Airport changes at issue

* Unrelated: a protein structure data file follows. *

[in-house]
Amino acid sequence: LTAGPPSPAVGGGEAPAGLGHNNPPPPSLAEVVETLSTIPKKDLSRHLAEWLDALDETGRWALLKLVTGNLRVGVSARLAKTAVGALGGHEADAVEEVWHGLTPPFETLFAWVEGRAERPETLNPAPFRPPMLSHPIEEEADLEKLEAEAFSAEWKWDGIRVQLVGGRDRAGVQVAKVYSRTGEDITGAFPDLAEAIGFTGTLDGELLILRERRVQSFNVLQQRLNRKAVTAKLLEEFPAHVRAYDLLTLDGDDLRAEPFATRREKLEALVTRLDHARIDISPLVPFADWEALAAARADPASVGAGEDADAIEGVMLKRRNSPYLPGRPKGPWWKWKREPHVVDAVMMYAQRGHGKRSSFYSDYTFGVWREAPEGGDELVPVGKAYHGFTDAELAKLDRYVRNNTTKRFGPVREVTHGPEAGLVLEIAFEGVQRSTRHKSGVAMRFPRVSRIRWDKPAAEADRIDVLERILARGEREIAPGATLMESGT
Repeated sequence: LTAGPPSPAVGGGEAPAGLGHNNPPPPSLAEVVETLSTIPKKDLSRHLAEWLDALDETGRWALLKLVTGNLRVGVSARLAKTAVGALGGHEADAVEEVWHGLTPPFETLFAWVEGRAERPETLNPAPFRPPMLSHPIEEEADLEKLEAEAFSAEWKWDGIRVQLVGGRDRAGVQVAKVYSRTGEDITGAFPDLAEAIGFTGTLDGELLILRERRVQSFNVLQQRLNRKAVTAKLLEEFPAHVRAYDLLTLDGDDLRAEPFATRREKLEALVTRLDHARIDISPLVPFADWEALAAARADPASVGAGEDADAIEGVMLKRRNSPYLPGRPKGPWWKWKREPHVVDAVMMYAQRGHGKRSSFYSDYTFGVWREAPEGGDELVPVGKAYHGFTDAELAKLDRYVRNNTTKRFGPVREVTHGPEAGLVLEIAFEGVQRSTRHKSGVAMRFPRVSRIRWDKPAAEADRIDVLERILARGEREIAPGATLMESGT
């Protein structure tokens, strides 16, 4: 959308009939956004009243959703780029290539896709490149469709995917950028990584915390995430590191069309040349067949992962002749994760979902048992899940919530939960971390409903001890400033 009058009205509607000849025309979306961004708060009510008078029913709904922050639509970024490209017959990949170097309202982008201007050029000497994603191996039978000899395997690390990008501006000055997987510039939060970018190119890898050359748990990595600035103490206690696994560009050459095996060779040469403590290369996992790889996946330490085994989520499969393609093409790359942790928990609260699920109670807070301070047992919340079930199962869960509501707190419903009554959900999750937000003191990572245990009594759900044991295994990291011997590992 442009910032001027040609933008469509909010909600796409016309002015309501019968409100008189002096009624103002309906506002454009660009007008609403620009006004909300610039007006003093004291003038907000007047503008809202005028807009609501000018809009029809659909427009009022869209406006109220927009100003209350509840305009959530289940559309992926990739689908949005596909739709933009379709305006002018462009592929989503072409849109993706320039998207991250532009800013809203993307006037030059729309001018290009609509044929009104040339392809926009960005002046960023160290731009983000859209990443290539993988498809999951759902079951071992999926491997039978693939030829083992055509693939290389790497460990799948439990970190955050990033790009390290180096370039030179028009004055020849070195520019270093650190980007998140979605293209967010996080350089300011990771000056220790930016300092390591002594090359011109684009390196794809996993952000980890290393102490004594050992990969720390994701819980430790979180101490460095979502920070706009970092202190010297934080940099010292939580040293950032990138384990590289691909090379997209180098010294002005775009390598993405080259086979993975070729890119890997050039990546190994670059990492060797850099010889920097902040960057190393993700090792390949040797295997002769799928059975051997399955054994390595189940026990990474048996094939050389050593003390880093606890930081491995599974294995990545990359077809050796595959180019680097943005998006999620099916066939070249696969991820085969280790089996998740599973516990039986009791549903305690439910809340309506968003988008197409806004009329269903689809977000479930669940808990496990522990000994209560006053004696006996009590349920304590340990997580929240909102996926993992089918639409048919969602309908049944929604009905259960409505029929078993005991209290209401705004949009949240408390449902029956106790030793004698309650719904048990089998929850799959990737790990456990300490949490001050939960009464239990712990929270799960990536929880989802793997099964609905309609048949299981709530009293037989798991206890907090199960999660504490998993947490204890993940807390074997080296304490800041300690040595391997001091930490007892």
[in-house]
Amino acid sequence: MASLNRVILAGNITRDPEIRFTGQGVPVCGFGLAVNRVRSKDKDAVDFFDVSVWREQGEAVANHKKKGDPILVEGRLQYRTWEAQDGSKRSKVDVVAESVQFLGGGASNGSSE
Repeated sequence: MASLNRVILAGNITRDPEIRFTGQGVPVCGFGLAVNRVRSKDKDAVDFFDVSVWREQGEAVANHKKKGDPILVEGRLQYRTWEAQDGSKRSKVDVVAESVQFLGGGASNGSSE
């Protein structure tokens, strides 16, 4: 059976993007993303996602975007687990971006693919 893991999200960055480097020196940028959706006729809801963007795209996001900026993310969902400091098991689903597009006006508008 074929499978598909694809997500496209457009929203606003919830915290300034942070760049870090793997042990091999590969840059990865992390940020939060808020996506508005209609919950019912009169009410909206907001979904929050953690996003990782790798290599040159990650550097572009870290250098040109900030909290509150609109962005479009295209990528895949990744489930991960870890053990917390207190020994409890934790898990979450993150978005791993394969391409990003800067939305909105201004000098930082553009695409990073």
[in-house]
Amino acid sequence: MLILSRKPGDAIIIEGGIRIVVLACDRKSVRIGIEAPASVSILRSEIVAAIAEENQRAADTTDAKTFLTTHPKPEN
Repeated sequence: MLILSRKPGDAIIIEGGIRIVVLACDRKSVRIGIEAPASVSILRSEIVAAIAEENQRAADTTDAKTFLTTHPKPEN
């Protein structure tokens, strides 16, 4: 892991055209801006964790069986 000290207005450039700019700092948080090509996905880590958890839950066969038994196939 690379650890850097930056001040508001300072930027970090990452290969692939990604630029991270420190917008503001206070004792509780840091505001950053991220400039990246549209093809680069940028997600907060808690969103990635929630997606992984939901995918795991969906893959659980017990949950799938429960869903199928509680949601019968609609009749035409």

Those charged with crafting a master plan for the Pitkin County Airport should carefully weigh public opinion before making any major decisions, County Commissioner Shellie Roy said Monday.If improvements proposed for the airport – including a 1,000-foot extension of the runway and expansion of the existing terminal building – are approved without community input, the county could have another Entrance to Aspen-type debate on its hands, she said.”If this is not decided in a way that makes the neighbors feel they were heard, we will get sunk,” Roy predicted yesterday during a meeting of the advisory committee that is formulating the master plan.A conceptual version of the plan is due before the commissioners in October. The plan will include the committee’s recommendations on three major renovation issues: terminal improvements, the proposed runway extension and development plans for the airport’s west side.Terminal improvements will be some of the most important elements of the master plan, said Mark McFarland, a representative of the Tulsa-based consulting group Barnard Dunkelberg & Co.”Everybody realizes that there will need to be passenger terminal improvements in the future,” he told the advisory committee yesterday. “The task now is to understand what the short-term improvements are, and what the long-term improvements might be.”These renovations should probably include room for a larger departure lounge and improved airline offices, McFarland said. Evolving screening techniques for airport security, including the installation of large machines for use by the U.S. Transportation Security Administration, have also created the need for bigger terminals.In short, the airport must create “the most flexible space possible to deal with future changes in the airline industry,” McFarland said.Barnard Dunkelberg & Co. officials have proposed six options for terminal improvement, which the advisory committee will continue to study in the coming weeks. One option proposes the construction of a new hallway, linking the ticketing and baggage claim areas.”It would allow us to expand the hold room into the public seating area,” said the firm’s Mike Doucette.A second option proposes the addition of a second level to the existing terminal building, which also will create a larger holding area for passengers.”That issue needs to be addressed,” Doucette said, noting the airport would see “significant land savings by going to that type of option.”Another possibility for an improved terminal includes the construction of an estimated 12,000-square-foot companion facility between the existing terminal and the runway.”It certainly does look at the long-term direction of the airport,” Doucette said.One element missing from the advisory committee process, consultants admitted, is financial information. Barnard Dunkelberg & Co. officials will not have final numbers until the planning process begins later this fall, said Suzanne Konchan, former Pitkin County manager and current Barnard facilitator.Then, she said, county budgets and federal monies – grants from the Federal Aviation Administration, for example – will be taken into consideration. “We’re not going to suggest something that’s not feasible from a financial standpoint,” McFarland agreed.The advisory committee consists of nearly 30 people, including members of the business community and concerned citizens living near the airport.The idea of airport expansion is, of course, enormously popular among the committee’s merchant representatives – Hana Pevny, president and CEO of the Aspen Chamber Resort Association, called for anything that would make the airport appealing to airlines looking to set up shop in Aspen.Bill Tomcich, president of reservations agency Stay Aspen Snowmass, agreed the consensus among the local tourist industry is that the airport’s “existing facilities are overstressed.”But some citizens question the proposed improvements. Woody Creek resident Phil Holstein attended Monday’s meeting, worried that business concerns would outweigh local opposition.Though Aspen needs tourist dollars, it also need to retain its “small town” feel, he said.”I’m still concerned with trying to keep the airport and the facilities there consistent with the community,” Holstein said.Holstein was especially concerned with a larger holding room for passengers, which creates the need for a larger terminal on airport property. Aspen’s relatively small flight schedule means that the local holding room is rarely full, he said.”It’s very elegant, and gives everybody a lot of elbow room, but it’s hardly necessary for an airport like Aspen’s,” Holstein said.Jackie Francis, a representative of the neighboring North 40 neighborhood, was worried about additional noise at the airport, both from construction and a larger runway. The airport’s existing terminal building blocks a lot of noise from departing jets, Francis said, and changes to the configuration of buildings could create a hazard.”That’s going to be too loud for us,” she said.The advisory committee plans to meet again in late October or early November. At that time, Barnard Dunkelberg and Co. expects to have a draft report ready for further review by the committee, as well as consultant recommendations.Hopefully, the consulting group will have condensed its large notebook of materials into a more reader-friendly format, advisory committee members remarked.”The populace is not going to digest a 4-inch binder,” said one Woody Creek resident.[Jennifer Davoren’s e-mail address is firstname.lastname@example.org]
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